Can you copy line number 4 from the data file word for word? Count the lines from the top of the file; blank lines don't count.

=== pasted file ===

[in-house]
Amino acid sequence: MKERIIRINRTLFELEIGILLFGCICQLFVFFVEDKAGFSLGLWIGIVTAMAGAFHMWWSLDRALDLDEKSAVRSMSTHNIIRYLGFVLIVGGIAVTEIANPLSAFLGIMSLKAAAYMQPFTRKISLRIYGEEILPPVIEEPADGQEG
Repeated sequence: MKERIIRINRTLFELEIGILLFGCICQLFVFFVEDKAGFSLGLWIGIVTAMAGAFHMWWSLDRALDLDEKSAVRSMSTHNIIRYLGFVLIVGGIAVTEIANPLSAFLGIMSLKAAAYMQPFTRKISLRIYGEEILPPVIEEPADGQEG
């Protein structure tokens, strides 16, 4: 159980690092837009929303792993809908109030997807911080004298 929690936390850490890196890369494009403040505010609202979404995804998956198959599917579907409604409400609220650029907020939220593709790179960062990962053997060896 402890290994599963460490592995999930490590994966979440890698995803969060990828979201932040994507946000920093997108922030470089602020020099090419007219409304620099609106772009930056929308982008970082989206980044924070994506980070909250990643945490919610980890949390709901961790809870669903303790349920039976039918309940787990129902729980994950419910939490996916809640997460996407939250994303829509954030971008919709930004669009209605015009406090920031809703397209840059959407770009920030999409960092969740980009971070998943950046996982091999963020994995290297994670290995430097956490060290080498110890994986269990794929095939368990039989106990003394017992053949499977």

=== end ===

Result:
């Protein structure tokens, strides 16, 4: 159980690092837009929303792993809908109030997807911080004298 929690936390850490890196890369494009403040505010609202979404995804998956198959599917579907409604409400609220650029907020939220593709790179960062990962053997060896 402890290994599963460490592995999930490590994966979440890698995803969060990828979201932040994507946000920093997108922030470089602020020099090419007219409304620099609106772009930056929308982008970082989206980044924070994506980070909250990643945490919610980890949390709901961790809870669903303790349920039976039918309940787990129902729980994950419910939490996916809640997460996407939250994303829509954030971008919709930004669009209605015009406090920031809703397209840059959407770009920030999409960092969740980009971070998943950046996982091999963020994995290297994670290995430097956490060290080498110890994986269990794929095939368990039989106990003394017992053949499977």